Hindu right intensifies battle over demolished mosque
By Annie Gowen
Ayodhya — The mob of Hindu fundamentalists brought down the mosque in just a few hours, using pick axes, rope and their bloody, bare hands. Dust swirled above the rubble, smoke from nearby torched homes soured the air, and 16 Muslims lay dead, the first of about 2,000 people who would die in riots across India in the days to come.
Twenty-five years ago, Hindus tore down the Babri mosque in this northern Indian town believed to be the birthplace of the Hindu god Lord Ram, shaking secular India to its foundations. In the years since, Ayodhya — its name now synonymous with strife — has become a magnet for fundamentalist Hindu leaders who want a soaring sandstone temple dedicated to Ram to be built where the mosque once stood.
They are finding new energy as India’s Supreme Court prepares to begin hearing arguments this week on a decades-old title dispute over the holy site, with Hindu leaders planning a high-profile whistle-stop campaign and religious events across India. And they feel they have strong support with Hindu nationalist Prime Minister Narendra Modi’s party in office at the state and national level.
Modi’s brand of assertive, religion-based patriotism has widespread appeal — especially among India’s youths — but his tenure has also seen a rise in tensions between majority Hindus on one hand and Muslims and other minorities on the other. Instances of religious violence including lynchings rose 16 percent last year, according to the Ministry of Home Affairs.
“Modiji is a superman,” said one bearded holy man, Sreesakthi Saanthananda. “They know it’s our birthright to make a temple in the soil of the birthplace of Lord Ram.”
Muslims say that the Hindu leaders are inflaming old tensions for political gain. The global guru Sri Sri Ravi Shankar, who is trying to mediate, has called on Muslims to withdraw their claim to the contested site, warning of “contention and conflict for years to come.”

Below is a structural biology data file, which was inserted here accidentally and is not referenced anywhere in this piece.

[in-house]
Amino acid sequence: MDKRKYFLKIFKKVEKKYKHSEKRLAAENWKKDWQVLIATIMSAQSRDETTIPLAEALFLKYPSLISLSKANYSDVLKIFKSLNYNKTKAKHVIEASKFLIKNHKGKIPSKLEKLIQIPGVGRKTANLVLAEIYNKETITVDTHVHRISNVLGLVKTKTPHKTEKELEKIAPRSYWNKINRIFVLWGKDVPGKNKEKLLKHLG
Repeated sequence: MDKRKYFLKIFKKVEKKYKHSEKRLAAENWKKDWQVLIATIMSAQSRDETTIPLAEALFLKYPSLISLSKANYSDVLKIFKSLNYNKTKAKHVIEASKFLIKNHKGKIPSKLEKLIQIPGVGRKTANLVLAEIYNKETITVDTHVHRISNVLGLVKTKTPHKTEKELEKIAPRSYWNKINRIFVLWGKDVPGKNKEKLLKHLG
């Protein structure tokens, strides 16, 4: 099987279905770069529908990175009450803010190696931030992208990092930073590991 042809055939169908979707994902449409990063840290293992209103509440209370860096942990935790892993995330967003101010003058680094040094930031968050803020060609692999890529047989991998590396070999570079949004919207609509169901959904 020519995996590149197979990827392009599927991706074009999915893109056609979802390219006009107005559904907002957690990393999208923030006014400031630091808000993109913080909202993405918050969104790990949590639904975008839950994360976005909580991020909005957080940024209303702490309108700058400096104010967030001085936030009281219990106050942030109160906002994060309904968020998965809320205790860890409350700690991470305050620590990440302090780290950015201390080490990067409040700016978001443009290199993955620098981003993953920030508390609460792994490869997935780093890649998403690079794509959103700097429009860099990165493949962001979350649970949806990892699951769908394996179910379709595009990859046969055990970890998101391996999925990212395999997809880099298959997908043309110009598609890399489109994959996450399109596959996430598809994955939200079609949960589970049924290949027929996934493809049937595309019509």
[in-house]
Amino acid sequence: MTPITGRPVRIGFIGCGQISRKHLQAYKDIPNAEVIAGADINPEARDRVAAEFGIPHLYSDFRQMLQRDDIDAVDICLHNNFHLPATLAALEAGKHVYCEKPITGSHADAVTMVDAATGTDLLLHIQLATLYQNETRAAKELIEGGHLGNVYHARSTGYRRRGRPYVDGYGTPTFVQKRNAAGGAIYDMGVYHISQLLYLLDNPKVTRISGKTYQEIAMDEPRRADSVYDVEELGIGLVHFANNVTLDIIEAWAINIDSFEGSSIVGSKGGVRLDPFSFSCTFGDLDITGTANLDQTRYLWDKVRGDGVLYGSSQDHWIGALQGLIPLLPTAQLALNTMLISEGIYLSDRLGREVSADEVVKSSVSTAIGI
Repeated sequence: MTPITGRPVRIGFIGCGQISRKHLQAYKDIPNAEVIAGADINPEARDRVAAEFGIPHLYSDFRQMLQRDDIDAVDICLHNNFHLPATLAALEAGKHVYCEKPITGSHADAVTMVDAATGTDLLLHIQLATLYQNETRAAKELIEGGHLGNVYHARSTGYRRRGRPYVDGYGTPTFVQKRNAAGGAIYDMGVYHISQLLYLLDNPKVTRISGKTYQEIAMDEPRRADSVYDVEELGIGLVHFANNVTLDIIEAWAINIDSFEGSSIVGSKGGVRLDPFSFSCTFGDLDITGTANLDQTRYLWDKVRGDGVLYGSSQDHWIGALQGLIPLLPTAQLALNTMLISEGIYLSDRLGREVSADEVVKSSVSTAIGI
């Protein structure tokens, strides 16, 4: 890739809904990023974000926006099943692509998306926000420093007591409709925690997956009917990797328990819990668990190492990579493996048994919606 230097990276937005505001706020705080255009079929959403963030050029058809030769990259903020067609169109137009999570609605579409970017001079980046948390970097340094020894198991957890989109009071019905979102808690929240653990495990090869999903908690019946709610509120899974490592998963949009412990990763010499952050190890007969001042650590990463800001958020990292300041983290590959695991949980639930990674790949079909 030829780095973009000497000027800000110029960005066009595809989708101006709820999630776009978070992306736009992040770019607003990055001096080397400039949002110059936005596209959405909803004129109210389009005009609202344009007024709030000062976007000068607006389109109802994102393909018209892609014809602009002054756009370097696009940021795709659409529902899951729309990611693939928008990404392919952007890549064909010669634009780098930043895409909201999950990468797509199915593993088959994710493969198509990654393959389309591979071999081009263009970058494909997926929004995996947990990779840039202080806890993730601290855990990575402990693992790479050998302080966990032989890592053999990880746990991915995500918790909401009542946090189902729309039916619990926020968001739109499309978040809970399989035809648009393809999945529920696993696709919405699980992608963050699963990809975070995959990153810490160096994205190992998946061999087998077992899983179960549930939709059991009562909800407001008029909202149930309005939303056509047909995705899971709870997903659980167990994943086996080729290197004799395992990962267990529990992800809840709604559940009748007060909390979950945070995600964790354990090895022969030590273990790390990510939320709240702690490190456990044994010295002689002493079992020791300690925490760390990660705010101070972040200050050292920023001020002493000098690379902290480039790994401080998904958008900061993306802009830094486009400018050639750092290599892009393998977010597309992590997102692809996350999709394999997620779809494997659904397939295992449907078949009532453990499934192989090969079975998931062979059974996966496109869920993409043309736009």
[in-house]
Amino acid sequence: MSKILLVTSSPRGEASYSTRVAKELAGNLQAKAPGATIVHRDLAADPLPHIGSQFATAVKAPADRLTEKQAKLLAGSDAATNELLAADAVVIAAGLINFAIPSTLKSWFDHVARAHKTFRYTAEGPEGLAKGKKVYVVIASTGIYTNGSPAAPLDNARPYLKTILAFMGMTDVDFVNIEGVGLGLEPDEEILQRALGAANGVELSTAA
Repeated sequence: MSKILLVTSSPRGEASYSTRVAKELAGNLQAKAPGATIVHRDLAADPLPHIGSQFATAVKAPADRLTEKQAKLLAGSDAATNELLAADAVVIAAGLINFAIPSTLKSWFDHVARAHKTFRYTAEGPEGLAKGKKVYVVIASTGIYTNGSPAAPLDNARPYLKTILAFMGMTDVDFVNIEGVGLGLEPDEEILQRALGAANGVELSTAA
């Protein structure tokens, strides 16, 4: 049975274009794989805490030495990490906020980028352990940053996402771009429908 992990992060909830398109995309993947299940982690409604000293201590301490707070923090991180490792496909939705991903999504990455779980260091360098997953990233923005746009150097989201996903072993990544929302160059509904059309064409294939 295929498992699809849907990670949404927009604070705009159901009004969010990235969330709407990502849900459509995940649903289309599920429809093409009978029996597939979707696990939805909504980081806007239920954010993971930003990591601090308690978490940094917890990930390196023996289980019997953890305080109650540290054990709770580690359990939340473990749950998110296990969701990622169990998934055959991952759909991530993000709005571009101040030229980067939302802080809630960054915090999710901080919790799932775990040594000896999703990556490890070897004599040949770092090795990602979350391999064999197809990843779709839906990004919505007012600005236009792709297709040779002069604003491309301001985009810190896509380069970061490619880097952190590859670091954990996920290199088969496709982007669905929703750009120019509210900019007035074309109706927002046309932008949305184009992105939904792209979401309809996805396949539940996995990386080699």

“They’re trying to create an environment of polarization and communal disharmony,” said Haji Mehboob, a local resident who is one of the litigants in the court case and feels the site should be a mosque. “There will be some trouble.”
A protracted dispute
In a large field not far from the site of the destroyed mosque, supporters of the proposed Ram Temple gathered around a flatbed truck adorned with elaborate gold pillars, a temple on wheels that would carry supporters through several states in India to rally the faithful. At the same time, the World Hindu Council, or Vishwa Hindu Parishad, will hold special religious ceremonies in villages and towns across the country this month, also designed to give fresh momentum to their movement.
Smrita Tiwari, a district leader for Modi’s Bharatiya Janata Party (BJP), said that devout Hindus such as she feel a greater sense of freedom with a conservative government in office — in a country that is about 80 percent Hindu and 14 percent Muslim. Previous governments dominated by the progressive Congress Party cosseted Muslims with special privileges, she said.
“We used to feel that we had come from the outside and Muslims completely controlled the country,” she said. “Now, with Modi in power, things are different. We can unfurl the saffron flag for the first time.